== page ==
Changes between Version 2 and Version 3 of Encode/MPEG-4


Ignore:
Timestamp:
Jan 10, 2013, 4:57:01 AM (5 years ago)
Author:
llogan
Comment:

building a reputation as a nitlord

Legend:

Unmodified
Added
Removed
Modified
  • Encode/MPEG-4

    v2 v3  
    11= Xvid / Divx Encoding Guide = 
    22 
    3 Although, it might be logical to use a command like this, to encode an XVID video: 
     3FFmpeg has two encoders to output Xvid video. The external libxvid encoding library: 
    44{{{ 
    55ffmpeg -i input.avi -c:v libxvid output.avi 
    66}}} 
    77 
    8 but, there is another (better?) way of doing the same thing, with an internal ffmpeg's encoder, without the need for the external library, such as libxvid: 
     8...and the native `mpeg4` encoder: 
    99{{{ 
    1010ffmpeg -i input.avi -c:v mpeg4 -vtag xvid output.avi 
    1111}}} 
    1212 
    13 Source: [http://ffmpeg.org/faq.html#How-do-I-encode-Xvid-or-DivX-video-with-ffmpeg_003f] 
     13The native encoder has the advantage of not requiring an external library and both encoders should provide a similar output.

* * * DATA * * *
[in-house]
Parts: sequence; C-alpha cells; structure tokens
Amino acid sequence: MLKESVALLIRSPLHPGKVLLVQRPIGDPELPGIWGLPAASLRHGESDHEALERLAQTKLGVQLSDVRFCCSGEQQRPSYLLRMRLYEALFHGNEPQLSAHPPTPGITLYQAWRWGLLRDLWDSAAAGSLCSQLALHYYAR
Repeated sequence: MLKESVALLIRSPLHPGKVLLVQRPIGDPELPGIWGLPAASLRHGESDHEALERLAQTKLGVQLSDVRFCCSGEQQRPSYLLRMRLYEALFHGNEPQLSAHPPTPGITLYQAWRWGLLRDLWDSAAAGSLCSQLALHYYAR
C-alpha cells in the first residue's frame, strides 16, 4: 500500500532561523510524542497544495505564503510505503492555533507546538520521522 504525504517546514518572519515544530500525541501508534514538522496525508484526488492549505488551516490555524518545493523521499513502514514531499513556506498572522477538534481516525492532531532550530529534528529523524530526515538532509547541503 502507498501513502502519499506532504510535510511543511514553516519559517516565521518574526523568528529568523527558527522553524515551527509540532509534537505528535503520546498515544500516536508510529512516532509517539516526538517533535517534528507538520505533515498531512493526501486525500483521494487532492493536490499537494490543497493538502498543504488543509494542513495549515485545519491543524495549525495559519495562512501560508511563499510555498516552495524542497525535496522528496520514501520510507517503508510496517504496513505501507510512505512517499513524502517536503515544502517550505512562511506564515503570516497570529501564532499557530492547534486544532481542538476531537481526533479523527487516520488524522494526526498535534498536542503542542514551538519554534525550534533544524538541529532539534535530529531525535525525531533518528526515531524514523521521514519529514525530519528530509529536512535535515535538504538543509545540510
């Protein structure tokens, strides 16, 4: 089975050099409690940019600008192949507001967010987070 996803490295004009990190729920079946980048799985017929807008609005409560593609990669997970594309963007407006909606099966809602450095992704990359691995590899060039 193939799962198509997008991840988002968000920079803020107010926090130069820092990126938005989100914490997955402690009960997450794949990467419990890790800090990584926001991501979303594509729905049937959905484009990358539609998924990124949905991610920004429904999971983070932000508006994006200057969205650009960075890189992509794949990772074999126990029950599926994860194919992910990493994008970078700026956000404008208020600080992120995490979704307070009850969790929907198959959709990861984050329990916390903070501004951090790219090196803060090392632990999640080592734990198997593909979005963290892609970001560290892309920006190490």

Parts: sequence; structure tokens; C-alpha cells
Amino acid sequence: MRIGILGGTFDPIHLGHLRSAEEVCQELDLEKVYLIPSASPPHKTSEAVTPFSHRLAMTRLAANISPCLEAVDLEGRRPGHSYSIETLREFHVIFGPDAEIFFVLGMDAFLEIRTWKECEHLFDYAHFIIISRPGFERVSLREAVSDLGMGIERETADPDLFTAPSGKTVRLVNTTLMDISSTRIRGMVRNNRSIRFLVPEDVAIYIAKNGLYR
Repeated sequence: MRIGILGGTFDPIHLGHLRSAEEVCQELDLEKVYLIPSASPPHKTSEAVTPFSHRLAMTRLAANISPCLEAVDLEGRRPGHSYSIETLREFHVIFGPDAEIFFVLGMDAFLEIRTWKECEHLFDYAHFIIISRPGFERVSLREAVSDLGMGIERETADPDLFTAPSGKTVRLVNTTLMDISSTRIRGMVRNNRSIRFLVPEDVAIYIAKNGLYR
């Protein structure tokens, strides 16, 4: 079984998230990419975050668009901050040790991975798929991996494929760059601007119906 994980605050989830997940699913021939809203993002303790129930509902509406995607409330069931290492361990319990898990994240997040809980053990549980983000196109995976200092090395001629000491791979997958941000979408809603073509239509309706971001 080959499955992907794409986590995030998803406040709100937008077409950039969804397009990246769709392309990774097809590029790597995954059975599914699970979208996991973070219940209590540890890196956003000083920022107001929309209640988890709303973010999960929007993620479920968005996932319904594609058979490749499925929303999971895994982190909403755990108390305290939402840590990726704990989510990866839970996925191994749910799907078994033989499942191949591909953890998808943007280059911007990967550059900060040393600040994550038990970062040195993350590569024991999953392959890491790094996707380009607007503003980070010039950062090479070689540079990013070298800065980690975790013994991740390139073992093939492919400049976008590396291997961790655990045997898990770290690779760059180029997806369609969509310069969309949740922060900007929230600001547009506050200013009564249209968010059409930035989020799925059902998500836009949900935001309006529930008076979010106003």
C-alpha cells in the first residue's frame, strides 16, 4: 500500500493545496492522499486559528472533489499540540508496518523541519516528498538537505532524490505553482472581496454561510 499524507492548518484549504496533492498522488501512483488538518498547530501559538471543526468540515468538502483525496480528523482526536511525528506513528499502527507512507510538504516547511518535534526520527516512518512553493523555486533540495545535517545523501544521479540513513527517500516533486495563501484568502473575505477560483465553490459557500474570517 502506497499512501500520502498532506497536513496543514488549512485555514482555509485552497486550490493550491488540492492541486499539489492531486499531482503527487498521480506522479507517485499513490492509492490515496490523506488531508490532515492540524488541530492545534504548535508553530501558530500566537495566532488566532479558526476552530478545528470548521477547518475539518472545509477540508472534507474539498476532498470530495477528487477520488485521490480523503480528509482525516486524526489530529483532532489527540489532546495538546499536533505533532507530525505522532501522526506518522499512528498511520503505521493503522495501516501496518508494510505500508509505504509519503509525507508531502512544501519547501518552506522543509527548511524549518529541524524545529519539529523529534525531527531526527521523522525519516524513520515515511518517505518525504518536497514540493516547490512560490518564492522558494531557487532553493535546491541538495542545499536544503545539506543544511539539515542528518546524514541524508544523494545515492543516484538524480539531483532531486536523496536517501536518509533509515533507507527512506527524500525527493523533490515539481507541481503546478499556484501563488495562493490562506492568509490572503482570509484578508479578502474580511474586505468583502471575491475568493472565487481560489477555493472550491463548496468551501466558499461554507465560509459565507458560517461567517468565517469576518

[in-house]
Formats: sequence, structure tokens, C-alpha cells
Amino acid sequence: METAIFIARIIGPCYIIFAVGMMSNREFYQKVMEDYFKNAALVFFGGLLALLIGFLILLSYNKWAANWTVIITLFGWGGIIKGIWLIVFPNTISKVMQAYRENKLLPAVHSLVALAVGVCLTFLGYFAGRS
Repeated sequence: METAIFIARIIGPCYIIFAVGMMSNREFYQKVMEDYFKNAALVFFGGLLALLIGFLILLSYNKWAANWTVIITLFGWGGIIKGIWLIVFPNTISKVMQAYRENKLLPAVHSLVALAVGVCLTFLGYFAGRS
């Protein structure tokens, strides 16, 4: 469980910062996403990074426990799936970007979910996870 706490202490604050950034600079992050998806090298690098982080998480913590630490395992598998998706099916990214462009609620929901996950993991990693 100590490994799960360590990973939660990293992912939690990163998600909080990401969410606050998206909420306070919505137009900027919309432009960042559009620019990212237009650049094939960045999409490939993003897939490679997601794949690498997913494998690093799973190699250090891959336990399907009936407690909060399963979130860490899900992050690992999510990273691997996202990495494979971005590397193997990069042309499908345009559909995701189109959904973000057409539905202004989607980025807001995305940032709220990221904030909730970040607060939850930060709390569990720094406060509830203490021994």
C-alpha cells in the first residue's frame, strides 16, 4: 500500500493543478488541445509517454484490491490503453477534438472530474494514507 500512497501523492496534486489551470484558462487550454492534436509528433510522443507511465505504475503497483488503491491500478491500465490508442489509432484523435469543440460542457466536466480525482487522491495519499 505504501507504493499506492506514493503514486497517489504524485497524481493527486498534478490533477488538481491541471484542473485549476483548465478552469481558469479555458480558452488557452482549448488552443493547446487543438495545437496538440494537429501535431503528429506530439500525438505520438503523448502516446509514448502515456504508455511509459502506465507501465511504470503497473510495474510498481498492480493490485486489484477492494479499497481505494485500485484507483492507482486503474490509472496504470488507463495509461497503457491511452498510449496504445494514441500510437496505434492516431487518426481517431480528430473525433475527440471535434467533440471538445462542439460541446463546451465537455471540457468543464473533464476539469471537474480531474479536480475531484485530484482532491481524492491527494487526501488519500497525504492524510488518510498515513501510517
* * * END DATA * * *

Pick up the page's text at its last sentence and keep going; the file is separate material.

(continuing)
1414 
    15 "Both Xvid and DivX (version 4+) are implementations of the ISO MPEG-4 standard (note that there are many other coding formats that use this same standard). Thus, use ’-c:v mpeg4’ to encode in these formats. The default fourcc stored in an MPEG-4-coded file will be ’FMP4’. If you want a different fourcc, use the ’-vtag’ option. E.g., ’-vtag xvid’ will force the fourcc ’xvid’ to be stored as the video fourcc rather than the default." 
     15From [http://ffmpeg.org/faq.html#How-do-I-encode-Xvid-or-DivX-video-with-ffmpeg_003f How do I encode Xvid or DivX video with ffmpeg?]: 
    1616 
    17 Note: this guide uses AVI container files for the examples, as the most common usage of Xvid video is currently for older hardware devices that don't support h.264 or the MP4 container. If you are using MPEG4 for some other reason, you should probably use the more modern MP4 container, or possible MKV (matroska). For audio the MP3 codec is used; again, this is because certain old hardware devices support MP3 audio only, and you should consider using a more modern codec, like AAC. Also, consider using h.264 video as described [[https://ffmpeg.org/trac/ffmpeg/wiki/x264EncodingGuide|in this guide]], as it will give you better quality video for a given file size, and is very well supported in recent hardware and software. 
     17  Both Xvid and DivX (version 4+) are implementations of the ISO MPEG-4 standard (note that there are many other coding formats that use this same standard). Thus, use `-c:v mpeg4` to encode in these formats. The default fourcc stored in an MPEG-4-coded file will be `FMP4`. If you want a different fourcc, use the `-vtag` option. E.g., `-vtag xvid` will force the fourcc `xvid` to be stored as the video fourcc rather than the default. 
    1818 
    19 == Variable Bit Rate with qscale ==